My 2 cents: The one thing I dislike about a rectifier board kit is the soldering of the fuse clips. The delta in price between an assembled and complete board is not enough for me to build. I own 13 Classic Bally pinballs. Some would benefit from your product. Others have either been repaired or replaced with other products. I would stick to your current sale of complete boards. Most people who are buying on price are most likely repairing a game at the least cost to get a game working and don’t care about the features of your board. I think you have a nice product at a reasonable cost compared to other vendors offerings. Good luck with your poll and decision.

    #13 60 days ago

    What all you guys making (or are thinking about making) replacement boards (etc) for machines don't seem to consider is the liability risk involved in making these. Bad things don't happen often but they do happen. If you are making boards., mods, etc for pinball machines you better have an LLC and good liability insurance or you are putting yourself at high risk of getting wiped out financially if something bad does happen.

    When you get sued it isn't about winning or losing the battle it is about the cost of that battle. So lets say a guys pinball machine catches fire and burns his house down. Guy says "it has been working fine for years and then last week I installed _________ from ______ and now this". His insurance company decides to look into this and blames you as the cause of that fire. It is something that is hard to prove and you would likely win in court. The issue is the insurance company has plenty of lawyers on their payroll already but you are paying one to defend you. Guess how many tens of thousands of dollars it could cost you just in legal fees. So even if you win you still are going to be spending big bucks. Something most people doing this stuff don't seem to consider from what I have seen over the years!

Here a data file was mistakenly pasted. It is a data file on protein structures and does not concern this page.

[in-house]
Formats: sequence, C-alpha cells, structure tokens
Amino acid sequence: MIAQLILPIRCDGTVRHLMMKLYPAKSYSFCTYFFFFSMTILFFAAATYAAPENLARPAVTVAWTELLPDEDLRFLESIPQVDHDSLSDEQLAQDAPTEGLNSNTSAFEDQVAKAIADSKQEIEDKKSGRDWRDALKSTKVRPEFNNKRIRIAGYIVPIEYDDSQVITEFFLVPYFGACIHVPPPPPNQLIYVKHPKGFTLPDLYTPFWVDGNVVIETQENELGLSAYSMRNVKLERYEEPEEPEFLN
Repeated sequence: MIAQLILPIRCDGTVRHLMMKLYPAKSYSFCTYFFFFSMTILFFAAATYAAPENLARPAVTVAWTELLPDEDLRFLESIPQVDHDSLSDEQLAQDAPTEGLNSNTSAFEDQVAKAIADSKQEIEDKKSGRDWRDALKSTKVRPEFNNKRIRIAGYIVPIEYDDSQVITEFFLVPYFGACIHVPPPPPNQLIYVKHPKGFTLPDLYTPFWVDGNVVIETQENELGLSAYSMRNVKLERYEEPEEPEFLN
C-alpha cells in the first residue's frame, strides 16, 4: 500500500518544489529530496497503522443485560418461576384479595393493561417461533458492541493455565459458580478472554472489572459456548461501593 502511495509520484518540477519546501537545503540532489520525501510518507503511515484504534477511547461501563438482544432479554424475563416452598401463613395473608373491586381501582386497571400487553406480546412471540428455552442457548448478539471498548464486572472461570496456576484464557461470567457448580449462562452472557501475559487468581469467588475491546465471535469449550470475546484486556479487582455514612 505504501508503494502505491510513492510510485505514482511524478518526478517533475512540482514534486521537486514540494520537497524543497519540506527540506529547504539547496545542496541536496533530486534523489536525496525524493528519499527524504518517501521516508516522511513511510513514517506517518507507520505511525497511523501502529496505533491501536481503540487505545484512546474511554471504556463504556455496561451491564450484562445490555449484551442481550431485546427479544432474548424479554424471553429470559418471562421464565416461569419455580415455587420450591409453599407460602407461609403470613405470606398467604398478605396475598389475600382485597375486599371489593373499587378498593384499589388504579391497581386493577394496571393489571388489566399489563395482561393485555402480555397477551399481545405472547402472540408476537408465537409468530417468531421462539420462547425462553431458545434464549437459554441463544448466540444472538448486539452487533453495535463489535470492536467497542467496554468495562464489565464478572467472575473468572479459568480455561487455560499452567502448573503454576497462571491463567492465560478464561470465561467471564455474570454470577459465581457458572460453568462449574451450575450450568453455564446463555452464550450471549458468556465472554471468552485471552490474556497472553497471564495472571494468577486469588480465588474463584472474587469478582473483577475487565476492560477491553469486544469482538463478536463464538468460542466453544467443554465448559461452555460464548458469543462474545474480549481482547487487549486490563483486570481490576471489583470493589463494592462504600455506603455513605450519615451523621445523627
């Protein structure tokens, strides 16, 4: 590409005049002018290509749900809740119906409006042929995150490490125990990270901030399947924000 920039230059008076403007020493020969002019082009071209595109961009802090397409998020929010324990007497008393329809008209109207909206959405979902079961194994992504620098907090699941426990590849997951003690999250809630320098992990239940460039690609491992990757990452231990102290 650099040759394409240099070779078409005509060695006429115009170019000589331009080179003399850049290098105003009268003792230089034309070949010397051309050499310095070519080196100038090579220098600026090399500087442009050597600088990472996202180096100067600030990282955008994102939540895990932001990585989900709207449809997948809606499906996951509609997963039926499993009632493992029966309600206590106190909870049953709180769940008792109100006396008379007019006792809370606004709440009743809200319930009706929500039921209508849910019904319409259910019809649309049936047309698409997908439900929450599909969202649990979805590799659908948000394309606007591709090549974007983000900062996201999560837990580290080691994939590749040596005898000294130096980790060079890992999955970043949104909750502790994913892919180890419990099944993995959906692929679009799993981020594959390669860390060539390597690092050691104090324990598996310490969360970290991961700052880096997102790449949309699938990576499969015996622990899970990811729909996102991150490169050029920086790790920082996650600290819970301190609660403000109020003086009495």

So if you are going to be making anything that involves electronics for pinball machines (or anything else for that matter) you better have insurance & set up an LLC to protect yourself.

    As far as "price point" end of things - you will find most people just worry about bottom line price and don't really care about anything else. So even if yours is better very few people will truly care and most will by the cheapest choice.

    As always just my two cents on things!

    #14 60 days ago
    Quoted from Nhpolarbear: